Aluminum, Metallic composites, Silicon carbide


Discontinuously reinforced MMCs with optimized microstructure are sought after for exceptional high strain rate behavior. The microstructure evolution of a stir-cast A359 aluminum composite reinforced with 30 vol.% SiCp after isothermal anneal, successive hot-rolling, and high strain rate deformation has been investigated. Quantitative microstructural analysis was carried out for the as-cast, annealed (470°C, 538°C and 570°C) and successively hot rolled specimens (64, 75, 88, and 96% rolling reductions). Selected composites were also examined after high strain rate deformation. X-ray diffraction, optical microscopy, scanning electron microscopy and transmission electron microscopy were employed for microstructural characterization. The strength and ductility of the A359 Al alloys, and the composite, were greatly influenced by the brittle eutectic silicon phase and its morphology. Lamellar eutectic silicon spheroidized with isothermal anneal and successive hot rolling with a corresponding decrease in hardness. The hot rolling process also considerably decreased the SiC particle size (approximately 20% after 96% reduction) by breaking-up the hard SiC particles. However, this break-up of particles increased the homogeneity of SiCp size distribution. Successive hot rolling also healed voids due to solidification shrinkage, incomplete infiltration of molten Al and defects originating from fractured particles. Four selected specimens of composites were examined after high strain rate deformation. Fractography and metallographic analysis for the craters, voids, and relevant regions affected by the high velocity impact were carried out. The deposition of impact residuals was frequently iv observed on the exposed fracture surfaces. These residuals were typically observed as “moltenand-solidified” as a consequence of excessive heat generated during and after the damage. Particularly in regions of entry and exit of impact, intermixing of residuals and composite constituents were observed, demonstrating that the Al matrix of the composite also had melted. In all samples examined, cracks were observed to propagate through the eutectic Si network while a small number of broken reinforcement particles were observed. A slight variation in failure mechanisms was observed (e.g., radial, fragmentation, petalling) corresponding to the variation in ductility against high strain rate deformation. In selected specimens, parallel sub-cracks at the exit were observed at 45° and 30°. These sub-cracks were again filled with intermixed constituents from projectile residuals and composites. This observation suggests that the melting of composite constituents that leads to intermixing occured after the crack propagation and other damage.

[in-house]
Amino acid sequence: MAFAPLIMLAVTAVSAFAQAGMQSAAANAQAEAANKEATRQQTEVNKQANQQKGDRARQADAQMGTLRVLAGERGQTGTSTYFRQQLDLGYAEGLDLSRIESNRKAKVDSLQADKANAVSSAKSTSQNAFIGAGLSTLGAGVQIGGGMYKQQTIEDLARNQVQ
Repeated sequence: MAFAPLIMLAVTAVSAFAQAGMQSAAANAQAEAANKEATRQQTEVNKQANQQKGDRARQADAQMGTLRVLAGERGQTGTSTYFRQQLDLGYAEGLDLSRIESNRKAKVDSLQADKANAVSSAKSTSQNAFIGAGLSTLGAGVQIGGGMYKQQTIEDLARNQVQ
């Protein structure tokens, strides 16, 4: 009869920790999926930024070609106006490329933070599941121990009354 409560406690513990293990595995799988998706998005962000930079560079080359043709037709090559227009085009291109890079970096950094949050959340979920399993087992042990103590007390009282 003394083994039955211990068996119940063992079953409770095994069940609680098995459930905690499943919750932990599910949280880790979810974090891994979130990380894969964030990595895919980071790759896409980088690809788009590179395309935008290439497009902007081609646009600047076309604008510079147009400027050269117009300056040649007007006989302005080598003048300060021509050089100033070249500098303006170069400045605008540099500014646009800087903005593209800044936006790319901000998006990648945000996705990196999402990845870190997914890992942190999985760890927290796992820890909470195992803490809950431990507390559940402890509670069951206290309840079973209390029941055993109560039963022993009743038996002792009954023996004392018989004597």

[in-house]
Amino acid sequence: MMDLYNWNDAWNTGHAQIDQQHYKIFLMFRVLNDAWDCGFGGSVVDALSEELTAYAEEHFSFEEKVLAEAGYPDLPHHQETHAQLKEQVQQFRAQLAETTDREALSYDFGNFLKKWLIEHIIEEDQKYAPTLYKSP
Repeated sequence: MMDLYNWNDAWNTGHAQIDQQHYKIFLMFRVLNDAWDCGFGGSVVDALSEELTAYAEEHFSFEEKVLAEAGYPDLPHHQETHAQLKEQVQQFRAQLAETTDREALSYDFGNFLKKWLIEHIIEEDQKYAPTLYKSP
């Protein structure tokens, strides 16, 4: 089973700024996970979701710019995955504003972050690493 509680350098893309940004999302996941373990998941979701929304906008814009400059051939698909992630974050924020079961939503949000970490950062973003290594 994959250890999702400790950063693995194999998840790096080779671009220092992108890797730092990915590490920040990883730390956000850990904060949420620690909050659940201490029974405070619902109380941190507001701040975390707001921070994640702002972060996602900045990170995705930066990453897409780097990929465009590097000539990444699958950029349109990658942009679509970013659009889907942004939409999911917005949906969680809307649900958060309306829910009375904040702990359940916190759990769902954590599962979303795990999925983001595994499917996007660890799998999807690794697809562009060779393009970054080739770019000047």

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Graduation Date





Sohn, Yongho


Master of Science in Materials Science and Engineering (M.S.M.S.E.)


College of Engineering and Computer Science


Materials Science Engineering

Degree Program

Materials Science and Engineering








Release Date

December 2011

Length of Campus-only Access


Access Status

Masters Thesis (Open Access)


Dissertations, Academic -- Engineering and Computer Science, Engineering and Computer Science -- Dissertations, Academic